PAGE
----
My reference to the environment is borne of first hand experience. Before we moved to Scotland, we lived for about 10 years in the English Lake District. At the time I was an active environmentalist and member of the Friends of the Earth. Our main area of concern was the nuclear power stations which had recently been developed at Windscale (Sellafield) and Heysham in North Lancashire. However we were also critical of some hill farming practices. Recently I read ‘A Shepherds Life’ by James Rebanks, a wonderful account of a year in the life of a Cumbrian hill farmer. A particular grievance of Rebanks was those incomers who, having moved to the Lake District because of the beauty of the area and the lifestyle , then set about trying to re-shape it to fit their own values. So, people like me. It was a salutary lesson to find myself caught in the cross-hairs. My excuse is I was young (well, younger) and foolish then.
I see the same phenomena happening in Scotland as incomers move here for lifestyle reasons, then by accident or design, seek to change it into something that’s more recognisable to the culture they’ve come from. For example there’s a couple of B&Bs near where I live. One is called ‘La Maison de Mer’ and the other ‘Tam o’ Shanter’, neither of which names have much connection with the local Highland culture. I plead guilty as charged on this count also. In the 1980s we moved to a cottage in the countryside of Central Scotland called Glengyle North. No sooner had we moved in we renamed it ‘Taransay’ after the island off the west coast of Harris. Why did we do that? Clearly we wanted to stamp our own personality on our new home. In doing so however, we arrogantly dismissed the personality that already existed, through the Scots who built, named and lived in it for generations before we arrived.
Of course Scotland in particular has a gigantic precedent in this regard, in the many Highland sporting estates (half the private land in Scotland being owned by less than 500 people), each of which have in their own way, sought to turn back time and create some mythical Highland Brig o’ Doonesque environment. While these landowners have certainly shaped the Scottish environment, it’s the ruins of the many crofting communities (often the result of decisions taken by the land owners to suit their own interests rather than those of the indigenous community), half-submerged dry stone and earth dykes and of course the ubiquitous lazy beds stripes on the hillside that speak most powerfully of the impact of the Scottish people on the environment. To those people who moved to Scotland for lifestyle reasons therefore, I appeal to you not to make the mistakes I made, to value what’s there, how it got to be like it is, who created it and not to and try to reshape it in your own image.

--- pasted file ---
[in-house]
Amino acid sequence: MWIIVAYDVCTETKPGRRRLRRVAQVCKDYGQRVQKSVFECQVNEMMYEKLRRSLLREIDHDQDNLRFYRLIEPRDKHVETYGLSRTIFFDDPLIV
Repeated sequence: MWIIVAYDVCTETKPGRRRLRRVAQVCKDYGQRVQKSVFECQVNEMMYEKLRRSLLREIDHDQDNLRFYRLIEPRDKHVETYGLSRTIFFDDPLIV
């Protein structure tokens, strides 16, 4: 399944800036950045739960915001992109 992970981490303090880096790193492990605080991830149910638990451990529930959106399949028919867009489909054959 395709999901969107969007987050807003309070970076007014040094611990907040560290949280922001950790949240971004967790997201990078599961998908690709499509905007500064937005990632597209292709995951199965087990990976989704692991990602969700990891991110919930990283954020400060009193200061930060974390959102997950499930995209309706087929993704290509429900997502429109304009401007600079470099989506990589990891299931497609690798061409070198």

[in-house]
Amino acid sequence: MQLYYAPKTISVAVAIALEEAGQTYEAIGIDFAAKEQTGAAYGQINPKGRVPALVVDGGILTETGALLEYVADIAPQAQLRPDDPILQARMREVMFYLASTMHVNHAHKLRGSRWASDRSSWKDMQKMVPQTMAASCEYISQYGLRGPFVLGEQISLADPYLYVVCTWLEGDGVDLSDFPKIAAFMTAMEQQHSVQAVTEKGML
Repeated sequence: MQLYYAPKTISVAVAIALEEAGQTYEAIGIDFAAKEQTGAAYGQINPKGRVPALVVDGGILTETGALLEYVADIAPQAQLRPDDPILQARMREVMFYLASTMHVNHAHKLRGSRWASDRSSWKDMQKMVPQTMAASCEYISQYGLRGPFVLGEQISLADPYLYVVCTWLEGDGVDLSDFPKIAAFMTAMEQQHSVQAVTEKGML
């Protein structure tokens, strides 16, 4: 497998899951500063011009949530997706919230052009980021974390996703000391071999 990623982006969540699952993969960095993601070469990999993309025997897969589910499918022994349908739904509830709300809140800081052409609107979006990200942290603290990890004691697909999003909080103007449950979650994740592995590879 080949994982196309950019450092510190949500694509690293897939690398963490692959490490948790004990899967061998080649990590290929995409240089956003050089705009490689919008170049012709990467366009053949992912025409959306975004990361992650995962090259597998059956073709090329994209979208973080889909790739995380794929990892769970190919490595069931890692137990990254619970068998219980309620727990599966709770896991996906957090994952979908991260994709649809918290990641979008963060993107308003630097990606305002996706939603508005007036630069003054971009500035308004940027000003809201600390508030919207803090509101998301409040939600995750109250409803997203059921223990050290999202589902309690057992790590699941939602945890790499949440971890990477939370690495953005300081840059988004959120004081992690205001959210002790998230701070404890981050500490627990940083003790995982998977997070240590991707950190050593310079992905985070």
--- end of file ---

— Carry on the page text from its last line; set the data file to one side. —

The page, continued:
In the 2014 referendum, nobody knew that a majority of Scots would vote Yes. So a No vote from incomers was less contentious. Now we know that a majority of Scots support independence and I believe that the 53% figure should be broadcast loudly so that incomers inclined to vote No, will be in no doubt that such a vote helps to deny the right of Scots to self-determination. So if you’re an incomer who can’t bring yourself to vote Yes to support the wishes of most Scots, I respectfully ask that you abstain.